Today Paul Smalley and I sent in the final volume of our Reformed Systematic Theology (volume 4, covering the doctrine of the church and the doctrine of the last things in some eleven hundred pages) to our editor at Crossway for publication next year, D.V.

We wish to humbly thank the Lord for enabling us to complete this eight-year project and ask for prayer that God will bless it to hundreds of thousands of readers in English and in a variety of other languages into which it is presently being translated and published. Soli Deo gloria!

An Appointment You Will Keep

Make haste, sinner, for your life’s sake. The thread of your life is not yet cut, but it is growing increasingly thin and brittle. The Lord still calls to you, “As I live, saith the Lord GOD, I have no pleasure in the death of the wicked; but that the wicked turn from his way and live; turn ye, turn ye from your evil ways; for why will ye die?” (Ezek. 33:11).

The door of grace is still open. The throne of Christ is not yet shut. Will you hear His voice before it is too late? “Kiss the Son, lest he be angry, and ye perish from the way, when his wrath is kindled but a little. Blessed are all they that put their trust in him” (Ps. 2:12).

All those who have lived without God on earth shall be without God in hell. How terrible it shall be to experience with the rich man in Luke 16, “In hell he lift up his eyes, being in torments…. And he cried…I am tormented in this flame.”

Dear friend, I desire to warn you with love. You and I cannot escape death. It is an appointment we will keep—regardless. Are you prepared to die?

From “An Appointment You Will Keep”.

Theology for Ministry

P&R has released one of the greatest festschrifts (a collection of writings published in honor of a scholar) I’ve ever read. Fittingly it is in honor of Sinclair Ferguson. Edited by William Edwards, John Ferguson, and Chad VanDixhoorn, Theology for Ministry: How Doctrine Affects Pastoral Life and Practice, has 26 contributors such as Bob Letham, Doug Kelly, Ian Hamilton, David McWilliams, Phil Ryken, Ligon Duncan, Cornel Venema, David Strain, Bob Godfrey, Chad VanDixhoorn, Michael Horton, etc. I was privileged to write chapter 17: “Assurance of Faith: Pastoral Wisdom for Struggling Christians.” I pay my tribute to Sinclair in my first footnote as follows:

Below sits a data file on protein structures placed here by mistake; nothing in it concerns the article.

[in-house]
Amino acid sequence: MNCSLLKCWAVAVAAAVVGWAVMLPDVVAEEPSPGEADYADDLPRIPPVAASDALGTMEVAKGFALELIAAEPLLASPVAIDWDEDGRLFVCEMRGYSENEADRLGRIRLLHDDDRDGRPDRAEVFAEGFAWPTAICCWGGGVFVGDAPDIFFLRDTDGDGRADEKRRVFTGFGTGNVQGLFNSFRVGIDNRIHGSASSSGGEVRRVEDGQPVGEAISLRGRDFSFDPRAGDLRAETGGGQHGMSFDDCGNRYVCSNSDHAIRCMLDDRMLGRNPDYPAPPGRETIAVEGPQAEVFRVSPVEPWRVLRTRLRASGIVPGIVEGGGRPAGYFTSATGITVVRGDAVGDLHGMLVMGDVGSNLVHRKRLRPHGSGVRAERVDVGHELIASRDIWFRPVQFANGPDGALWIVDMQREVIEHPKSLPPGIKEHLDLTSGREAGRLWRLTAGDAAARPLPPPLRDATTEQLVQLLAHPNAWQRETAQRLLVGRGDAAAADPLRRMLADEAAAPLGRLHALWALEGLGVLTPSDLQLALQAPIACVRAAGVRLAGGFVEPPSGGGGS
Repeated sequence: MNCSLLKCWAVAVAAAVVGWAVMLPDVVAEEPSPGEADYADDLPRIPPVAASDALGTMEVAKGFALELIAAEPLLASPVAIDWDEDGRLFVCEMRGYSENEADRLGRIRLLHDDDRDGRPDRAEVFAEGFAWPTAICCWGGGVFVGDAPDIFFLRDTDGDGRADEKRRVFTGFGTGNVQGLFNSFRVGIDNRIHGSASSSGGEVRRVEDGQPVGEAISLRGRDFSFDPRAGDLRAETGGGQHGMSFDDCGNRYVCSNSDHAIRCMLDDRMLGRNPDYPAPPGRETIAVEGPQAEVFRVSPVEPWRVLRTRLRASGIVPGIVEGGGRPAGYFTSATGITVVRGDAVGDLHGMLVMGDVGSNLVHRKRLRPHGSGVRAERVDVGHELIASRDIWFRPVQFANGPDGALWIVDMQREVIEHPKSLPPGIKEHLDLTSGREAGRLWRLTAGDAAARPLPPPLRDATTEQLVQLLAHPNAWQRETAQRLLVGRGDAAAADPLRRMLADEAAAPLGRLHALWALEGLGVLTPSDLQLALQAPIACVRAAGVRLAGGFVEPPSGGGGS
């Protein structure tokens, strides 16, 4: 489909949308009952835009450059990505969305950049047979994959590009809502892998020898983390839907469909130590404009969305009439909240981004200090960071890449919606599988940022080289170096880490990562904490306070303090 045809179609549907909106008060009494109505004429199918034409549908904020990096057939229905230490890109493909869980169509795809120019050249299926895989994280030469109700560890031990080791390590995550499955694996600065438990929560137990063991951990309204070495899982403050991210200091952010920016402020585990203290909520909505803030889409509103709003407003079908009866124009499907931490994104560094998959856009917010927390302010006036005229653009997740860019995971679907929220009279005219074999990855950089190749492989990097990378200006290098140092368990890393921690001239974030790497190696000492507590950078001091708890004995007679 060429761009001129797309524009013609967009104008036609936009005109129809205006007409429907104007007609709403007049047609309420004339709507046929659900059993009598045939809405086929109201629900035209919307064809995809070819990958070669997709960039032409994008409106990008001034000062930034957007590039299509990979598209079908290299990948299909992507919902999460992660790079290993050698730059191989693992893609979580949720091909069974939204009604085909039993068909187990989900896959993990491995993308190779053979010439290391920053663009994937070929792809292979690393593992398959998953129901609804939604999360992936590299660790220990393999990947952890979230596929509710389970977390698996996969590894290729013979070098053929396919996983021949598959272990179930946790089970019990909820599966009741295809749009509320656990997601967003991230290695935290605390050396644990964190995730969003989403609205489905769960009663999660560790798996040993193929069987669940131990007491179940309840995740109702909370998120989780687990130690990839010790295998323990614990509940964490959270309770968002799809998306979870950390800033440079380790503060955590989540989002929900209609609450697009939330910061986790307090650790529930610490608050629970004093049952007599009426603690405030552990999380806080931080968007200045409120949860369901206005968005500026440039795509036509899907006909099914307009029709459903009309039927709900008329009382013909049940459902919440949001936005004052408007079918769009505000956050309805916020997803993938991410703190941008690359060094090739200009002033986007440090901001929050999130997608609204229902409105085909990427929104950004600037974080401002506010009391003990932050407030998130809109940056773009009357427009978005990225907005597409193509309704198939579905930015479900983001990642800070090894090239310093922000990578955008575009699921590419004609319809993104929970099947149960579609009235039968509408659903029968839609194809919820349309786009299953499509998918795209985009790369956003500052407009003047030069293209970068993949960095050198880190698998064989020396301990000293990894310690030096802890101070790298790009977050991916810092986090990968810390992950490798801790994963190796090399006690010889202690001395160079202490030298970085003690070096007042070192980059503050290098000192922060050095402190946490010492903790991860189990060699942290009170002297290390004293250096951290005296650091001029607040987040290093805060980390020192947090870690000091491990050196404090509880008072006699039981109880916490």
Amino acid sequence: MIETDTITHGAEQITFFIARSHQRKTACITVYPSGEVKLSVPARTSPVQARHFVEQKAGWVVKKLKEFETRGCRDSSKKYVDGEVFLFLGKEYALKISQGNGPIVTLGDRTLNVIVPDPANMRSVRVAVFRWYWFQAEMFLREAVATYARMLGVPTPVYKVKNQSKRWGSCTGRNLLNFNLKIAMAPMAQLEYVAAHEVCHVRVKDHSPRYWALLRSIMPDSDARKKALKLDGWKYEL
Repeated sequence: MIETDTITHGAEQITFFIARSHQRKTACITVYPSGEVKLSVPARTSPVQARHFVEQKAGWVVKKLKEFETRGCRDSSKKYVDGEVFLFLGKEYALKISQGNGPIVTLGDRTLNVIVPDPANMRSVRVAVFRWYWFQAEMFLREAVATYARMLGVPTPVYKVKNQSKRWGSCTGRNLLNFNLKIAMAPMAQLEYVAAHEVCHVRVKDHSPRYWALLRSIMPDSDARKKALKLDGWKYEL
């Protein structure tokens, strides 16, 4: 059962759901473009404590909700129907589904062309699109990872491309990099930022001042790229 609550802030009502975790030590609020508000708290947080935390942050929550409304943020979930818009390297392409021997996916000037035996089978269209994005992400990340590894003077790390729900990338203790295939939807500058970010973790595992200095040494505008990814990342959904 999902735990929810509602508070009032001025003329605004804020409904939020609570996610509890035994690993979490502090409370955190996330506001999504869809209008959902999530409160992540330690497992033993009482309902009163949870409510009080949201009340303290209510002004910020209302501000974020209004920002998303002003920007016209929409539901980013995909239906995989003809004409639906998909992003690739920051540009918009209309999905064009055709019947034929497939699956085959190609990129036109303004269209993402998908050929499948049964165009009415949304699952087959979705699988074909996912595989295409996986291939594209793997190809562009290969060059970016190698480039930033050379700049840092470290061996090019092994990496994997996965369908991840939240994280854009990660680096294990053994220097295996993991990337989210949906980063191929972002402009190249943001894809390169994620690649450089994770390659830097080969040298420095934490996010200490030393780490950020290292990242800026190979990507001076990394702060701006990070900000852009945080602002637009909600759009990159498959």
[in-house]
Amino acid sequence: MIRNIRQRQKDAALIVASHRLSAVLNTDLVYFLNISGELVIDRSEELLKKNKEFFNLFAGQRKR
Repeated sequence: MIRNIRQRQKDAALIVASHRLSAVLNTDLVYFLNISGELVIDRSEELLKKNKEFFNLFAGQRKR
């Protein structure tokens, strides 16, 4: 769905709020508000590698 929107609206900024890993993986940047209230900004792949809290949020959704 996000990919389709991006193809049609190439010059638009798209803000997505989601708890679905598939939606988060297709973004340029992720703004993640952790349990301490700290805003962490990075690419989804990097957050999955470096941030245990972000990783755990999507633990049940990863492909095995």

“I am honored to write in this volume for Sinclair Ferguson, who has been one of my best friends and mentors for the last four decades. From the days I sat under his superlative teaching and moving prayers as a PhD student at Westminster Seminary, to the numerous talks we’ve had in sharing each other’s conversion and spiritual experiences as well as on a variety of theological subjects, to the many favors he has done for me until today in writing sterling forewords and endorsements for my books, I owe him an incalculable debt. Sinclair, thanks so much for your multifaceted friendship: it is one of my most treasured gifts on earth, and I pray that it will be an eternal friendship around the Lamb’s throne!”

Learn more here.

A Life-Changing Trip–A Biblical Journey in Israel & Jordan

We would love to have you accompany us on this life-changing trip. Of all the tours I’ve done over the years, Israel is always the #1 on my list, and this time we have assembled, by God’s grace, the best team ever.

God helping us, this should be an absolutely outstanding and unforgettable trip.

Click here for details.

Byang Kato by Simonetta Carr

Simonetta Carr has done it again. Reformation Heritage Books is grateful to release her 20th title in her “Christian Biographies for Young Readers” (ages 7-12), this one being on Byang Kato, who was born and converted in Nigeria, and later became the father of the evangelical movement in Africa through his preaching, teaching, and writing.

This is a great evangelism/missions title, showing how God can use one individual in a mighty way to move thousands in a right and balanced direction despite encountering heavy criticism and intense pressure. Simonetta deftly shows how Rev. Kato avoided both identifying Western culture with Christianity and mixing the gospel with African traditional religions. This book is beautifully illustrated for children, but can be enjoyed by teenagers and adults as well.

Learn more here.